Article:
Bitcoin's revenue multiple

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Bitcoin is a sleeping giant.

This feels weird to write because of how much coverage there has been of the nascent asset, but hear me out. There are two components to Bitcoin — (1) the digital asset that can be held by investors and (2) the transaction settlement network that is run by miners.

Almost all of the press coverage to date has been focused on the digital asset, with very little attention being paid to the transaction settlement network. The network has quietly grown into one of the most interesting stories across technology and finance though.

Traditional networks, such as Facebook, Twitter, Visa and Mastercard, are run by centralized companies that capture revenues on a single set of financials. By looking at the financial performance of the centralized entity, investors can quickly evaluate the health of the business, while assigning a revenue multiple to arrive at a valuation.

In the decentralized world, there are thousands (or millions) of separate people/entities that coordinate resources in a unique way to run a network. For example, just like Visa and Mastercard are running a transaction settlement network, thousands of Bitcoin miners around the world are working together to run a transaction settlement network too. The revenue and financial performance of each miner is captured by thousands of different sets of financials, which makes it incredibly hard to evaluate or arrive at valuations.

Diar, a cryptocurrency research firm, has published new data that shows Bitcoin miners were paid a total of $5.8 billion in revenue in 2018 for running the Bitcoin transaction network. While it it would be difficult to get the full P&L statements for so many different mining operations, we are still able to take this top line revenue figure and put it into context.

As you can see from the numbers above, the Bitcoin network is currently sitting in the middle of the pack when it comes to revenue multiples for some of the largest networks in the world. Additionally, Bitcoin’s revenue multiple is actually lower than both Visa and Mastercard — the two transaction settlement networks that are most commonly compared to Bitcoin.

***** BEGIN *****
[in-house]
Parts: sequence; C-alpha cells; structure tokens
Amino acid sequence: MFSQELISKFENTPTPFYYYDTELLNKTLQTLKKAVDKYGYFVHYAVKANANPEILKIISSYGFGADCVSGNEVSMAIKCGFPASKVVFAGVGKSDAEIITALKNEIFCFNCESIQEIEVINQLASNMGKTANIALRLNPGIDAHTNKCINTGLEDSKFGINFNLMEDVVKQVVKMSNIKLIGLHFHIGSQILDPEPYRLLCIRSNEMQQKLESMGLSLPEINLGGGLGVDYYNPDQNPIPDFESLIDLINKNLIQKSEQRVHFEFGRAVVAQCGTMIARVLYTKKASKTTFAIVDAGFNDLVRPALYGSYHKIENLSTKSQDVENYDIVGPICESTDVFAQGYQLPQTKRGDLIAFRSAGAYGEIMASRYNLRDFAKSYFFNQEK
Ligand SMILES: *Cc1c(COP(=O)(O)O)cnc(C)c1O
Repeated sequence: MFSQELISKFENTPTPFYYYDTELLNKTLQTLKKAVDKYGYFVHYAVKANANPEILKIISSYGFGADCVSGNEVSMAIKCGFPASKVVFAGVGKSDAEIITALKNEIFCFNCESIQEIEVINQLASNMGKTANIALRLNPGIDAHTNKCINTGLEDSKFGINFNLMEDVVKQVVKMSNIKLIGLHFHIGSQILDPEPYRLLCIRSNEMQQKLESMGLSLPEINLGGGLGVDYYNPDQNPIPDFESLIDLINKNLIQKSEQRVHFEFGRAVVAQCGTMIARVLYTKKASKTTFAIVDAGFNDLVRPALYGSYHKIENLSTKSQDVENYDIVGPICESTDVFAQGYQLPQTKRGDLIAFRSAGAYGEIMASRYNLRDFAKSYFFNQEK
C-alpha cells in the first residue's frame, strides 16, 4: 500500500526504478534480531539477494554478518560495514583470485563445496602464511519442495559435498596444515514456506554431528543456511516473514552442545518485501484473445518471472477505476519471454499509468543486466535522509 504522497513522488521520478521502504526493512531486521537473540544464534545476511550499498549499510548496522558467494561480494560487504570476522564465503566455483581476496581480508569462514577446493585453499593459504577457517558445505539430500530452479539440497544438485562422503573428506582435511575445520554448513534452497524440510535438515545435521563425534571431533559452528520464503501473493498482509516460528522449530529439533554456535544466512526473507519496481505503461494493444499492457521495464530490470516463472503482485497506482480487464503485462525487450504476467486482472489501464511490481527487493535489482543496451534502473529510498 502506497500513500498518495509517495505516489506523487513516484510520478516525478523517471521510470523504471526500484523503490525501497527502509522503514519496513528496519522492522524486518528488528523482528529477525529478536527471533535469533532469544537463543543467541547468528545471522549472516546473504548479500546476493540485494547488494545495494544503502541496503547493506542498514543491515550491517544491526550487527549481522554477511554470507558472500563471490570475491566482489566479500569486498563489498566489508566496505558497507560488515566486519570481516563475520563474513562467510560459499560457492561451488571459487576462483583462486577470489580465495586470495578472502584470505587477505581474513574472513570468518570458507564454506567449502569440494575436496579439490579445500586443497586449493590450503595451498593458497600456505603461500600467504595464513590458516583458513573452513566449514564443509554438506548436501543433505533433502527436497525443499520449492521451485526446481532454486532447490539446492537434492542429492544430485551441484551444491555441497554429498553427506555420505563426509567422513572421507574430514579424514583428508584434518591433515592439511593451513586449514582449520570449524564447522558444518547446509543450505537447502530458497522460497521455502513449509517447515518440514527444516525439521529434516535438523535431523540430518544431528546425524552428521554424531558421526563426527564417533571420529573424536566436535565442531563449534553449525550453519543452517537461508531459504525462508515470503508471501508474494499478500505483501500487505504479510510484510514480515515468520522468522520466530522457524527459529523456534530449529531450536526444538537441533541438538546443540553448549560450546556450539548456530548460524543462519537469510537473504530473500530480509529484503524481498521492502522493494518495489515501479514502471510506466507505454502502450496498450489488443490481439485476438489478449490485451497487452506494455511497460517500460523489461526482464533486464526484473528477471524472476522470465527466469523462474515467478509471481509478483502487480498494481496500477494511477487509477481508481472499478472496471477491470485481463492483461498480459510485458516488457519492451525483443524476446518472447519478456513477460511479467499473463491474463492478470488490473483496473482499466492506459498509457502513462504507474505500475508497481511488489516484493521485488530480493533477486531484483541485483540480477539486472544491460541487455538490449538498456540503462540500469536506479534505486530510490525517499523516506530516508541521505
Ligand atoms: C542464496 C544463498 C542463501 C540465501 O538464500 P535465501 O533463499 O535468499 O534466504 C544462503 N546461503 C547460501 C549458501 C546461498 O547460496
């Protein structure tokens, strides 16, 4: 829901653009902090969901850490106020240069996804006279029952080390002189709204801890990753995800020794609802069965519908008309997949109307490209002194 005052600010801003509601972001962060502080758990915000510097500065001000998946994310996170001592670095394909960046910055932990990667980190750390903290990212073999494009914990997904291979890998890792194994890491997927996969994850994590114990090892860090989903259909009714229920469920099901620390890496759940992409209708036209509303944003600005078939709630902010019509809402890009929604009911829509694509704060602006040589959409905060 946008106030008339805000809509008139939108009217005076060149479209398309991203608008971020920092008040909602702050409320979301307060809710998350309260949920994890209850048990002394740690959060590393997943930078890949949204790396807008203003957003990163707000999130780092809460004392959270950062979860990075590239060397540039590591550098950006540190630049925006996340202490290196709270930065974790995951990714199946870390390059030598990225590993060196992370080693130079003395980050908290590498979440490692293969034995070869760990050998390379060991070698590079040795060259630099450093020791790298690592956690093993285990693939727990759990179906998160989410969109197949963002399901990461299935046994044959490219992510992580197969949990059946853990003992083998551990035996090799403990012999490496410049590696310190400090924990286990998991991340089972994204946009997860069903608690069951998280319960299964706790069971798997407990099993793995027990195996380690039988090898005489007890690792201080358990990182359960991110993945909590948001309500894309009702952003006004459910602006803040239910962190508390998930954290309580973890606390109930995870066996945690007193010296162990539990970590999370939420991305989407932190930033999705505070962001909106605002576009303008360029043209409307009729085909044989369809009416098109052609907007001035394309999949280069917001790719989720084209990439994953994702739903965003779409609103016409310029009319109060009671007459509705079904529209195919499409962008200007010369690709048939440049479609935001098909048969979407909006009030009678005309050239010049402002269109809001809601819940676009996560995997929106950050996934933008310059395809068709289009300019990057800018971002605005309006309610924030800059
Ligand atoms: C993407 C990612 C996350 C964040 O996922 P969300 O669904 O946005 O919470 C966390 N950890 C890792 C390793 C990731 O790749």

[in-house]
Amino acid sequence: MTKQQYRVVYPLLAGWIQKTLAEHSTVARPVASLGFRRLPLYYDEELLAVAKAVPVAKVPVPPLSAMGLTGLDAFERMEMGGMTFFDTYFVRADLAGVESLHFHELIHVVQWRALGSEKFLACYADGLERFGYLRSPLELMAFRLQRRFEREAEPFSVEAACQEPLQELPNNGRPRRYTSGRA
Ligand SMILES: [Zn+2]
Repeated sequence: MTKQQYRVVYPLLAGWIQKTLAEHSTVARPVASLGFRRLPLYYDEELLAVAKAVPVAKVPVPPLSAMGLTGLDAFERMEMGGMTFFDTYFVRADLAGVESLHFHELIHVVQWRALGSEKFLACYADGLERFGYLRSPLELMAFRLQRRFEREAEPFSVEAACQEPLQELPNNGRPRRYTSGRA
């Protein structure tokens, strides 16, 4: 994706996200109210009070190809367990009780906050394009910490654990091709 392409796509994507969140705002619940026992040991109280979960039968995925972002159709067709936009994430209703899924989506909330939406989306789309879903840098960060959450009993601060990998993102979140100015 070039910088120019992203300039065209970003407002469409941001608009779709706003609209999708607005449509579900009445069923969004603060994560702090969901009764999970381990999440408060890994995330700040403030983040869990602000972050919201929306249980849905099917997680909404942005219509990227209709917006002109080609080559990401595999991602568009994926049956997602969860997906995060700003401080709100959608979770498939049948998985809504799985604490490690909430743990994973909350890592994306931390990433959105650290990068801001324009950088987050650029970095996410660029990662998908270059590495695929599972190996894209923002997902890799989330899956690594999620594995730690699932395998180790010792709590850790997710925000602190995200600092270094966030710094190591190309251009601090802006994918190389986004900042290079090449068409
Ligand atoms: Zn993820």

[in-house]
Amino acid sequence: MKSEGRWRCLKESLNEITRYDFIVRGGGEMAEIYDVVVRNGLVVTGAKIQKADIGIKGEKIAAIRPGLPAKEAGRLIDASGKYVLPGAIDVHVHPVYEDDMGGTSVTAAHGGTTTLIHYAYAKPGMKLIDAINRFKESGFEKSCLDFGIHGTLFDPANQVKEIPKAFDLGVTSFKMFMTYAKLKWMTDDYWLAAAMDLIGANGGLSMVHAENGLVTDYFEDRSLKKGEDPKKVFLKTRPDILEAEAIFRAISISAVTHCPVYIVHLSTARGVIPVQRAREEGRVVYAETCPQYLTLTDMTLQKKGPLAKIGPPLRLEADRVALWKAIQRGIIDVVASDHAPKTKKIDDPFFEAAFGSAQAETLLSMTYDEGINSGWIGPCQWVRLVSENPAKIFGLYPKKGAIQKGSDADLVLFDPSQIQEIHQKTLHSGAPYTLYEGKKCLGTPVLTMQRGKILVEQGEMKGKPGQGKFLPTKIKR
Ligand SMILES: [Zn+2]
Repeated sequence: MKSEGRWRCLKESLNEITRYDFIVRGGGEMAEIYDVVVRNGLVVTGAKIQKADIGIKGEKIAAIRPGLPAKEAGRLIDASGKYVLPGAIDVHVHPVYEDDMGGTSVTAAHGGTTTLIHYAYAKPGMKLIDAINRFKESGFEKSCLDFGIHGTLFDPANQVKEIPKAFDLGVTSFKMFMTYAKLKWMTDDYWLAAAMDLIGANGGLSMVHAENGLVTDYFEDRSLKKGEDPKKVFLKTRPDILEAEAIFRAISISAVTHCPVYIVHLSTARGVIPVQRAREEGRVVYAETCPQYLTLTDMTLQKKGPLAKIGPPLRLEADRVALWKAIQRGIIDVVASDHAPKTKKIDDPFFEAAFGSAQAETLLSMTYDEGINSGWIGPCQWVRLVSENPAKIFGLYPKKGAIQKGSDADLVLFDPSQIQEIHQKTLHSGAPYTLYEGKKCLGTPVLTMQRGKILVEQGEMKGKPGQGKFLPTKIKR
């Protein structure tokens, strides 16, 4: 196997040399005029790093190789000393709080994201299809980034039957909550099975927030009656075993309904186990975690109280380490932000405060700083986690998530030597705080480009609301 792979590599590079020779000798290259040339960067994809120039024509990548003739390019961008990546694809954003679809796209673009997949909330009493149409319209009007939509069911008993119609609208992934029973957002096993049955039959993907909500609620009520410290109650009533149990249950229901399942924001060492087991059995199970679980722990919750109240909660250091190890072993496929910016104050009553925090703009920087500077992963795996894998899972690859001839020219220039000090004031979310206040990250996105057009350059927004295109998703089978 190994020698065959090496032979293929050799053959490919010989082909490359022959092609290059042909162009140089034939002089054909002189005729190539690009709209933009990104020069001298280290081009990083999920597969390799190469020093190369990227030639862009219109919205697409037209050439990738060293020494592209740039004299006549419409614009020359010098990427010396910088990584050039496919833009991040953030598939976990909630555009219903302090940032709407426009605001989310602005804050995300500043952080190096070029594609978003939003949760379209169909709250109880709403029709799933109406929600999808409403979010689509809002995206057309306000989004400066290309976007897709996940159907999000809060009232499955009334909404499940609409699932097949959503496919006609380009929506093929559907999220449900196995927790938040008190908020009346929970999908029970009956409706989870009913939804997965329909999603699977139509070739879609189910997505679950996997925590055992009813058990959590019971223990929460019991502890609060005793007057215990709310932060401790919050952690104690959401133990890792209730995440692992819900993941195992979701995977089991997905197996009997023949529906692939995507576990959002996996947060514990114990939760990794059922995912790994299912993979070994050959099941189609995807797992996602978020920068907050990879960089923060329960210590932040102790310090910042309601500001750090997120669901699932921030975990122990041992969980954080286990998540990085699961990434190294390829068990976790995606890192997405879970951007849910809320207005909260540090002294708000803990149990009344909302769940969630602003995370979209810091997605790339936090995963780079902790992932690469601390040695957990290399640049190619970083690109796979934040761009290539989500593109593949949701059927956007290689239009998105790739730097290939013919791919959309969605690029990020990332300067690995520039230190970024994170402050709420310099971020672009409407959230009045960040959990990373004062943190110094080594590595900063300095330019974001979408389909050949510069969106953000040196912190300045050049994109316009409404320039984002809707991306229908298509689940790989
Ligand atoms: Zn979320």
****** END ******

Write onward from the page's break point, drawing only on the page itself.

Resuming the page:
This doesn’t necessarily mean that Bitcoin should be valued by a revenue multiple, but it is a single data point that adds context around the current performance and value of the transaction settlement layer. Additionally, a counter argument would be that much of miners’ revenue in 2018 came during Q1 and today those running the network are being paid much less.

This is a fair argument. As of yesterday, miners made $6.95 million in daily revenue, which would put them on a $2.5 billion annual run rate. Keeping the current market cap constant, this puts Bitcoin’s revenue multiple at 25x. While higher than any of the other networks, it is still reasonable given the fast growth rate and historical premiums given to early companies/networks in an attempt to price in untapped potential.

Bitcoin, the transaction settlement network, did over $410 billion in on-chain transaction volume in 2018 and is likely to continue with $3+ billion in daily transaction volume in 2019. Rather than being fanatically focused on the exchange price of Bitcoin as a digital currency, more people should be paying attention to the sleeping giant — the transaction network.

Today, it is 1/4th the market cap of Mastercard and 1/6th of Visa, but it wouldn’t surprise me if Bitcoin surpasses both within the next 36 months. The legacy networks were built for a world that we no longer live in and the decentralized network is built for the future.

I know which one I’m betting on :)


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